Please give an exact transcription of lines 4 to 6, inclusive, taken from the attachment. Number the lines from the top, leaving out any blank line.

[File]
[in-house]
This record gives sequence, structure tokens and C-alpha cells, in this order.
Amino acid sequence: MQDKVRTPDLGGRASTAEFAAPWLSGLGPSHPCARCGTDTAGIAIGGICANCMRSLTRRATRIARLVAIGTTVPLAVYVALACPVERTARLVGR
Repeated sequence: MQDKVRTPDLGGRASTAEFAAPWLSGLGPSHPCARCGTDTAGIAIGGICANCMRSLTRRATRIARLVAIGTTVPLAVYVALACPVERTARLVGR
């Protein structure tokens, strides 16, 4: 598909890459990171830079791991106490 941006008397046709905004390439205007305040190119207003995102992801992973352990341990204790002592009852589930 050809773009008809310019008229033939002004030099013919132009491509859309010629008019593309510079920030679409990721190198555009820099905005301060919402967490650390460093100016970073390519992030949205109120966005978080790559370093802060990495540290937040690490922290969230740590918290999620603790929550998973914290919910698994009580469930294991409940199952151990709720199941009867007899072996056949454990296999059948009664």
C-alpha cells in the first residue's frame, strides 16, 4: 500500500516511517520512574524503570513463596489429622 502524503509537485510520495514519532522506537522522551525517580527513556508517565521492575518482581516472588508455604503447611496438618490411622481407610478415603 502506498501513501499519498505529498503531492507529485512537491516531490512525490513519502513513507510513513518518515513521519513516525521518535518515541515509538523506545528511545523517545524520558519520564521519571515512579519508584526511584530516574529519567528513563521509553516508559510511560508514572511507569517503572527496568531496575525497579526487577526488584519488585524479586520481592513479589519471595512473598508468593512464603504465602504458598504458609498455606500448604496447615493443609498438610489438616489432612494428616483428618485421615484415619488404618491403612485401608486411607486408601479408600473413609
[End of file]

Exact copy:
Repeated sequence: MQDKVRTPDLGGRASTAEFAAPWLSGLGPSHPCARCGTDTAGIAIGGICANCMRSLTRRATRIARLVAIGTTVPLAVYVALACPVERTARLVGR
């Protein structure tokens, strides 16, 4: 598909890459990171830079791991106490 941006008397046709905004390439205007305040190119207003995102992801992973352990341990204790002592009852589930 050809773009008809310019008229033939002004030099013919132009491509859309010629008019593309510079920030679409990721190198555009820099905005301060919402967490650390460093100016970073390519992030949205109120966005978080790559370093802060990495540290937040690490922290969230740590918290999620603790929550998973914290919910698994009580469930294991409940199952151990709720199941009867007899072996056949454990296999059948009664």
C-alpha cells in the first residue's frame, strides 16, 4: 500500500516511517520512574524503570513463596489429622 502524503509537485510520495514519532522506537522522551525517580527513556508517565521492575518482581516472588508455604503447611496438618490411622481407610478415603 502506498501513501499519498505529498503531492507529485512537491516531490512525490513519502513513507510513513518518515513521519513516525521518535518515541515509538523506545528511545523517545524520558519520564521519571515512579519508584526511584530516574529519567528513563521509553516508559510511560508514572511507569517503572527496568531496575525497579526487577526488584519488585524479586520481592513479589519471595512473598508468593512464603504465602504458598504458609498455606500448604496447615493443609498438610489438616489432612494428616483428618485421615484415619488404618491403612485401608486411607486408601479408600473413609